Wednesday, May 21, 2014


I'm kind of in love with this word. I've got pride issues I struggle with, particularly in regards to this word. I'm pridefully frugal. Even so much so that if I find someone got something cheaper or is living more frugally an ugly green jealously monster jumps out before me and inside I throw a temper tantrum: "But I wanted to be the cheapest one of all!!!!!" A poison apples recipe comes into my possession and it's about all I can bare to rip it up before reading it.

Seriously though - It's definitely a flaw sin and it's dumb that I've chosen to take a run on the pride cycle with something so odd. I've started biting my tongue whenever I get a compliment with something I own or am wearing because it's become such a habit for me to immediately respond - 'It was $5, it was 50% off, I made it with scraps I had around, it was a gift, it was f-r-e-e!' Do they really care Julie? Probably not, and you're coming off cocky. (If you are around me much you may have noticed I actually am improving on this. Self 5!)

Anyways...Enough of my awkward ramblings.

Here are 3 actual may be helpful tips on being more frugal according to my prideful expertise:

#1  Thoughts and attitude are e-v-e-r-y-t-h-i-n-g
It is not a punishment nor should you ever feel shame for saving your money for other things of value and for future family needs. In fact doing so should make you have feelings of security, preparedness, freedom, independence, and peace. But, perhaps you should start feeling the shameful punishment of guilt for not saving the money needed to provide for your family (a family consists of 1 or more persons. No one is excluded). I think it's important for people to start getting uncomfortable with excessive spending. Having to change your attitude to better reflect this basically comes down to simply looking at the larger future picture and debating whether or not that money could be better used going towards other things: retirement plan, rainy day savings, BILLS, special occasions, gifts, charitable donations, groceries etc. It's really about justifying in your mind the act of NOT spending.

#2 Find out what's important to you and what's not 
(Do this with your spouse if you have one.) Money has no value if it is only kept and never used, but you must first establish what the best uses are for it. Of course there are standard uses such as bills and savings, but what about the fun? This is a very individualized step. If you can cut down on other spendings that don't matter to you as much, then you can put that money towards what does. If you love to eat out at nice restaurants, do it! Just make sure you cut down in other areas, so you can actually afford to do that. Just as an example - my husband and I love going on an anniversary surprise trip every year, but we really don't care about gifts or store bought cards as much. So, we don't buy each other Birthday, Christmas, or any sort of special occasion gifts, we pretty well just write heartfelt letters with perhaps an inexpensive treat or two. We also have future dreams that will cost money so we're saving up on that as well whilst cutting down in other areas. This 5 love languages quiz may help shed light on what's important to you relationship wise.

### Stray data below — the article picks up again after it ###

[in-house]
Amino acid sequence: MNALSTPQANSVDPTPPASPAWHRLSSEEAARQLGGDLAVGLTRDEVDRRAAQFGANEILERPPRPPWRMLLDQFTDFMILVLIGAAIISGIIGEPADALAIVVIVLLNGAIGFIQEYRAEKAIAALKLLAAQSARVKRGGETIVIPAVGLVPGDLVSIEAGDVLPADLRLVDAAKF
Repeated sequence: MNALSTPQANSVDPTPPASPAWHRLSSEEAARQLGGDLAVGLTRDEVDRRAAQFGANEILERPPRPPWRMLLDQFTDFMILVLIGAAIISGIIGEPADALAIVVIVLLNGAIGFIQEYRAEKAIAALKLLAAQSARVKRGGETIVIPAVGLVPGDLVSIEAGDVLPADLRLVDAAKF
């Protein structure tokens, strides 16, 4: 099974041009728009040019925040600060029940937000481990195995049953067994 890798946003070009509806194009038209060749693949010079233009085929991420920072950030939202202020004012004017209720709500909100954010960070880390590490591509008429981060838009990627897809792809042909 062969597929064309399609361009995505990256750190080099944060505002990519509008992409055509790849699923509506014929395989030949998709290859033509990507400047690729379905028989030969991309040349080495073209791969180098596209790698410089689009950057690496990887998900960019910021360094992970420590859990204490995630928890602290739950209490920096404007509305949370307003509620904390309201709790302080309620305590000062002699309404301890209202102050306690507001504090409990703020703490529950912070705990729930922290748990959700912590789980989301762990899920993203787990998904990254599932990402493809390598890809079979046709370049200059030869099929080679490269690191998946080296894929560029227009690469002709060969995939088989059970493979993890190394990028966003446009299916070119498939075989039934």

#3  Set rules
This is also individualized. If you don't have clear boundary lines for items beforehand you will easily fall victim to the shiny store displays. Your rules also will start to set you into habits. For instance - I only buy clothes if they're on sale. My eyes only go where a sale sign is shown; I don't even notice anything else. Tops have to be $10 or less and pants $25 or less. (There may be 5 exceptions to this in my closet). I ask myself 'do I LOVE  this', or 'will I regret not buying it a month down the road?' These rules have helped me out a lot. 

The caution:
Sometimes I get too wrapped up in frugality that I don't look at the value behind the $ sign. There is extremes to frugality that can make you a little cooky. I struggle with with a little too much guilt at times and it's not only worrisome, but completely unnecessary. If you have a good savings stored and are not behind on any payments and such you really need to breathe and relax, expenses are ok even if they aren't a need. I Remember when we were first married and the hubs wanted to buy a brand new lawn mower and I about had a heart-attack, "why would we ever buy a new lawn mower?!" He brought me to sane thinking when he said "You realize we're going to have a lawn for the rest of our lives right?" I breathed and realized that buying new was probably worth it so we didn't have to borrow forever or worry about breakdowns with used ones. PS this was a simple push along mower I had the concerns I said you can get cooky.

Heaven's slice is being frugal, but also HUMBLE...

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